When a disability prevents an adult from being able to work full-time or at all, Social Security Disability (SSD) benefits can be a lifesaver. But what about children with disabilities – are they able to receive SSD as well?
Children who are 18 or younger (or 19-22 if attending school) may qualify for Supplemental Security Income (SSI). SSI is for children who are either blind or disabled. To be considered as disabled, the child must have a severe physical impairment, a severe mental impairment, or both. Additionally, such impairment(s) must last at least one year and must ultimately result in severe functional limitations. Under these requirements, a child can be considered disabled from birth.
List of Impairments and Domains
In order for a child to qualify for SSD benefits, he or she must meet the requirements of the condition in question. The Social Security Administration (SSA) maintains a list of specific impairments for each condition. However, these specific requirements may prove difficult to meet. Luckily, there is another way in which children may qualify.
Under this other method of qualification, the SSA evaluates a child’s six domains of functioning. These domains include the following:
- Acquiring and using information;
- Attending and completing tasks;
- Interacting and relating to others;
- Moving around and manipulating objects;
- Self-care; and
- Health and physical wellbeing.
These domains can be examined through all records (medical and school), as well as statements that have been made by a child’s instructors. In order to qualify for benefits, a child need not suffer from impairments within all six domains. Rather, the SSA must find that the child has either two marked impairments or one extreme impairment in order to qualify.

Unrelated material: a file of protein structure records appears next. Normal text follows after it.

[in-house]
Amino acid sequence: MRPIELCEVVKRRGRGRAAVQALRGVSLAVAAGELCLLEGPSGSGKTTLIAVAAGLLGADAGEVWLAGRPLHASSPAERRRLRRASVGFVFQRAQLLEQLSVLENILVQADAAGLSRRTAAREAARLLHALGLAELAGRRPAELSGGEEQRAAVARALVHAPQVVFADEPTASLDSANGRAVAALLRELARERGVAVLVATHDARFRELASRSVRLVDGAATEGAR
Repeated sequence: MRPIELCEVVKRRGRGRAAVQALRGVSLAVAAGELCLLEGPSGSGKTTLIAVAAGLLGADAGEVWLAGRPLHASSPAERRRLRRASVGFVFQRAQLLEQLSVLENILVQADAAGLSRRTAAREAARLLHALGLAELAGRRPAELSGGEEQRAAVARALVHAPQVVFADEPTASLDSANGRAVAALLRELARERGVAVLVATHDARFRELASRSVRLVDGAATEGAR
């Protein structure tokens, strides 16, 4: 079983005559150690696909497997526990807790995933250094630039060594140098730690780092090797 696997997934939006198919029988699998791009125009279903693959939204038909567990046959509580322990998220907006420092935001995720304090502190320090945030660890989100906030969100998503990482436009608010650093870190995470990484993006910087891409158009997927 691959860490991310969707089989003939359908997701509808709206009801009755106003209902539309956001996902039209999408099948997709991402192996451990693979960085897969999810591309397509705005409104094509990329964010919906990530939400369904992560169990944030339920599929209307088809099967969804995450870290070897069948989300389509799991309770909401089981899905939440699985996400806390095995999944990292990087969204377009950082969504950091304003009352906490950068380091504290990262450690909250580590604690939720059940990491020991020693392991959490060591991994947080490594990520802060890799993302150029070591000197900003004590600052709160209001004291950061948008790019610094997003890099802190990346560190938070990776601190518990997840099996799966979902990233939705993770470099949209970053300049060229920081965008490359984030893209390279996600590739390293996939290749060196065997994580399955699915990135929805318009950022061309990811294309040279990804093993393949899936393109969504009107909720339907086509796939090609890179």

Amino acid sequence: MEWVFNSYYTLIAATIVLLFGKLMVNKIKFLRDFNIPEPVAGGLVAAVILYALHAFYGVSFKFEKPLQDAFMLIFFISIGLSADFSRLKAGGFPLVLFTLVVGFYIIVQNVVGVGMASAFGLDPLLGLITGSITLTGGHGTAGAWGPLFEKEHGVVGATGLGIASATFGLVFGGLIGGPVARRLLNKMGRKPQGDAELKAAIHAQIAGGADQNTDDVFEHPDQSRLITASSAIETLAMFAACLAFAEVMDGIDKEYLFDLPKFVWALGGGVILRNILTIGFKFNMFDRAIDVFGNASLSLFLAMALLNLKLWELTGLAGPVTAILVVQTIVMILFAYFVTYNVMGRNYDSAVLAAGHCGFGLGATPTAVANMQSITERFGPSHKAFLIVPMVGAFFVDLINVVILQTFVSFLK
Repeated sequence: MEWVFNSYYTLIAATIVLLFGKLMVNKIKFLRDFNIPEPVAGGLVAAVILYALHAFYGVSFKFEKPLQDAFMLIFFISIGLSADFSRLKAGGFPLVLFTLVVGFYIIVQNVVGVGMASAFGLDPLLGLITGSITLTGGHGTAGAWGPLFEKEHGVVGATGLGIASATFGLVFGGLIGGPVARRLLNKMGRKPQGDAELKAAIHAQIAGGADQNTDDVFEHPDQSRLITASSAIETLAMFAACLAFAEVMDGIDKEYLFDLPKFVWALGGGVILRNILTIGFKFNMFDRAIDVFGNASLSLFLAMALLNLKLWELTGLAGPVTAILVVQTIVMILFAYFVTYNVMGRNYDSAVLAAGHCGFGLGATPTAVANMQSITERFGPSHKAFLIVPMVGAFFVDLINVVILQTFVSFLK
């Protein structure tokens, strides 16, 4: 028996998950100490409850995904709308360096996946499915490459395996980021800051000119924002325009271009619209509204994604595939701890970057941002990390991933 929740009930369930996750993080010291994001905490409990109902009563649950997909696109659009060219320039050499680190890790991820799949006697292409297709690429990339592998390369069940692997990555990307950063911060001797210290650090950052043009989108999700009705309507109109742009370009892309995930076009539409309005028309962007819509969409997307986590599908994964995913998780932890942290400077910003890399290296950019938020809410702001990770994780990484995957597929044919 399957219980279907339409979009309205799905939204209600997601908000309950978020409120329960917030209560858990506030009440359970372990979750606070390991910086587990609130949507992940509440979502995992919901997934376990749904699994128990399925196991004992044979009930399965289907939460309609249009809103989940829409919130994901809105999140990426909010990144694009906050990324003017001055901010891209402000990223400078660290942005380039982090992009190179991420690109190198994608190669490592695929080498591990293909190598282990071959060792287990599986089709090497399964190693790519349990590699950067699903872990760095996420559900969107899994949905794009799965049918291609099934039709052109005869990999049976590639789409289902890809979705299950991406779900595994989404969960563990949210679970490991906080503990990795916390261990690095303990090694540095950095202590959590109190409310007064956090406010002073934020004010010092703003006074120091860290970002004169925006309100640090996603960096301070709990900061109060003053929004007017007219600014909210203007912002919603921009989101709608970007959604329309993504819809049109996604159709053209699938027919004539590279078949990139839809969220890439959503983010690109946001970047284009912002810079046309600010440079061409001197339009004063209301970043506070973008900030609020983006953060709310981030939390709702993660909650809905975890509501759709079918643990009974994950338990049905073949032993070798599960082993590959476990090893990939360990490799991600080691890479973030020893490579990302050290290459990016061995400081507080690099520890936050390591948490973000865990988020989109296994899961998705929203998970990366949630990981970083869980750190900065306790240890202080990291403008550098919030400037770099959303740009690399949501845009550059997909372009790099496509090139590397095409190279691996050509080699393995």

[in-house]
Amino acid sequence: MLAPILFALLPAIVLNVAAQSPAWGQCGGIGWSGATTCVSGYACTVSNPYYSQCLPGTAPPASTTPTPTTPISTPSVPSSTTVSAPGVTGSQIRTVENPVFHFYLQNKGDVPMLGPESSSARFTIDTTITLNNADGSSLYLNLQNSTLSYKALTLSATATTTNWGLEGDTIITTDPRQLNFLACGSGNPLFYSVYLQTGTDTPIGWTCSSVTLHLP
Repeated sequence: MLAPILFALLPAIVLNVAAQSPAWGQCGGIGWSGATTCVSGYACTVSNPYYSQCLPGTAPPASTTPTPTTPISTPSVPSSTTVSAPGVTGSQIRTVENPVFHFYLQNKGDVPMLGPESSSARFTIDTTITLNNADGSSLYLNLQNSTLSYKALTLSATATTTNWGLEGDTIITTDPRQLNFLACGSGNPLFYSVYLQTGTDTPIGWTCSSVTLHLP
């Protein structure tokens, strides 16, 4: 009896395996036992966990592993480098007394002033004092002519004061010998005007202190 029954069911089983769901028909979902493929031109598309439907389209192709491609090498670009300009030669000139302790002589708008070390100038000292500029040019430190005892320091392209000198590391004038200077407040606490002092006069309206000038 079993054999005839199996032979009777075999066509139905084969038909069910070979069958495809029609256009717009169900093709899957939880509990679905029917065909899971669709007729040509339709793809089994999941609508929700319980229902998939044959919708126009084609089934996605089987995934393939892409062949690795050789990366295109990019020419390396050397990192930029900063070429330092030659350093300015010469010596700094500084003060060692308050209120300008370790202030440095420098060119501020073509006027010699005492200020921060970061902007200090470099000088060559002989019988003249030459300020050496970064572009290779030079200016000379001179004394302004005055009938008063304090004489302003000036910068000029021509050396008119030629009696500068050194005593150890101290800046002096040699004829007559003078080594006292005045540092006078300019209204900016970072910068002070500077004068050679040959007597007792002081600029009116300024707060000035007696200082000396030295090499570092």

Marked Limitations vs. Extreme Impairments
A marked limitation is something that seriously interferes with the child’s ability for functioning normally, while an extreme impairment seriously limits the child.
When you are filing for SSI for your child due to a mental disability (e.g. Autism), it’s extremely important to prove that your child is also actively seeking monthly treatment with either a psychologist or psychiatrist.
Simply having a disability/impairment does not automatically qualify a child for SSI. Rather the impairment must be serious enough that it interferes in numerous parts of the child’s life.
For these reasons it’s always in your child’s best interest to consult with a knowledgeable and experienced SSD attorney who can help to assist you with your case.
The Las Vegas SSD Attorneys at Roeschke Law, LLC Can Help
If your child is struggling with a disability or impairment, it can result in a lot of additional expenses. You may have no clue where to even start. Fortunately, the attorneys at Roeschke Law, LLC can help. We understand the impact that a disability can have on your child’s physical and emotional abilities as well as you and your family’s financial health. That’s why it’s our mission to help you. To learn more, or to schedule a consultation, contact us today!